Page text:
Updated Apr 24, 2021 - World

Southeast Asian leaders call for end to violence in Myanmar

Picture of soldiers standing on a street in Myanmar
Indonesian police guard the site of an ASEAN emergency meeting on Myanmar in Indonesia. Photo: Ed Wray/Getty Images

Leaders of the Association of Southeast Asian Nations on Saturday called for an immediate end to the violence in Myanmar.

The big picture: ASEAN leaders, who met with Myanmar coup leader Senior Gen. Min Aung Hlaing in an emergency summit in Jakarta, released a five-point consensus, which said "there shall be immediate cessation of violence" in Myanmar. Min Aung Hlaing did not immediately comment on the consensus.

Details: The five-point consensus also said that all involved parties "shall exercise utmost restraint."

  • They also agreed that all contending parties must engage in a peaceful dialogue, and a special ASEAN envoy will facilitate it and must be allowed to visit Myanmar to meet with all parties.
  • ASEAN member nations said they will provide humanitarian aid to Myanmar.
  • Of note: The consensus did not mention the release of political prisoners, which some leaders had demanded during the summit, per AP.

What they're saying: "We, as an ASEAN family, had a close discussion on the recent developments in Myanmar and expressed our deep concern on the situation in the country, including reports of fatalities and escalation of violence," the member nations said in a statement.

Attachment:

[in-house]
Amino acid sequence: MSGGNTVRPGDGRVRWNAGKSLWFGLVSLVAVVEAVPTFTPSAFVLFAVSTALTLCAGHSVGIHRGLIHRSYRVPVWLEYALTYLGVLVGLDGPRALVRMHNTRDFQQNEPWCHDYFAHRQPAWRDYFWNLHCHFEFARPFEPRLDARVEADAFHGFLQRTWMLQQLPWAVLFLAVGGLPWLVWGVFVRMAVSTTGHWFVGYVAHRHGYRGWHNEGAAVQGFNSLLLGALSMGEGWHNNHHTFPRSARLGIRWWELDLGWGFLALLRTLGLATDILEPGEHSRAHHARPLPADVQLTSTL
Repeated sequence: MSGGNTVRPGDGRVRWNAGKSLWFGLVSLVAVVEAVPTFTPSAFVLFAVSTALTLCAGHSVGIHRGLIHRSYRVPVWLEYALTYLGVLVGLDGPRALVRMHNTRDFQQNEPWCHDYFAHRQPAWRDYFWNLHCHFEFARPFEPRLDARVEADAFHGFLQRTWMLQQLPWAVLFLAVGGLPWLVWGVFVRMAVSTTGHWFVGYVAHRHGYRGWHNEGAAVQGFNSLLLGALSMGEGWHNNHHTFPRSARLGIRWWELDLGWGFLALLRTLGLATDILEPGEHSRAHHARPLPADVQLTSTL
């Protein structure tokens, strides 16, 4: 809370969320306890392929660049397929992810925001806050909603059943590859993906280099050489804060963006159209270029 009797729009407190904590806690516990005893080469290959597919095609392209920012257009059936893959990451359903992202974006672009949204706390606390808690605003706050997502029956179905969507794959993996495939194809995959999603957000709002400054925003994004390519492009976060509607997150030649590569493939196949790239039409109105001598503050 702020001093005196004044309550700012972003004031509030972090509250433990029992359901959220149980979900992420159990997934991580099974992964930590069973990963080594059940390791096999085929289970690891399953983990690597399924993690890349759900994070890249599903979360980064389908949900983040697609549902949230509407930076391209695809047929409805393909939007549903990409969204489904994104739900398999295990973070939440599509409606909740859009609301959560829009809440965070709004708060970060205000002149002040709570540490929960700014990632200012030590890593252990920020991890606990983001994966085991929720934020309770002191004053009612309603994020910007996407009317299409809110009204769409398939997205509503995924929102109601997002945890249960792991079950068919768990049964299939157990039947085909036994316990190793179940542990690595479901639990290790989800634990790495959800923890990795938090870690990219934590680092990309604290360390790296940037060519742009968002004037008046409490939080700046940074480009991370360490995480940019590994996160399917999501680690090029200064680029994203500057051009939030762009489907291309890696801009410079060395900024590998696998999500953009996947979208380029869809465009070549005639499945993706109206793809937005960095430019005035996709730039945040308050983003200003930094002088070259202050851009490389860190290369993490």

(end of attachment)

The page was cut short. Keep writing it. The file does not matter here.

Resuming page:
• "We acknowledged ASEAN’s positive and constructive role in facilitating a peaceful solution in the interest of the people of Myanmar and their livelihoods."
  • "The situation in Myanmar is unacceptable and should not continue," Indonesian President Joko Widodo said during the emergency meeting, per AP. "Violence must be stopped, democracy, stability and peace in Myanmar must be returned immediately. The interests of the people of Myanmar must always be the priority."
  • ASEAN leaders refrained from referring to the coup leader as Myanmar's head of state, a Southeast Asian diplomat told AP.

Singapore Prime Minister Lee Hsien Loong said Min Aung Hlaing was "not opposed" to a visit from ASEAN officials or to receiving humanitarian aid, BBC reports.

  • "He said he heard us, he would take the points in which he considered helpful," Lee Hsien Loong said.

Worth noting: The messages conveyed during the meeting could be deemed a policy breach for the association as members are prohibited from interfering in other's domestic affairs.

  • But Malaysian Prime Minister Muhyiddin Yassin said that because the Myanmar coup "jeopardizes the peace, security, and stability of ASEAN and the wider region" and there are international calls for an end to the coup, the policy should not lead to inaction, according to AP.

Editor's note: This story has been updated with additional information on the five-point consensus.

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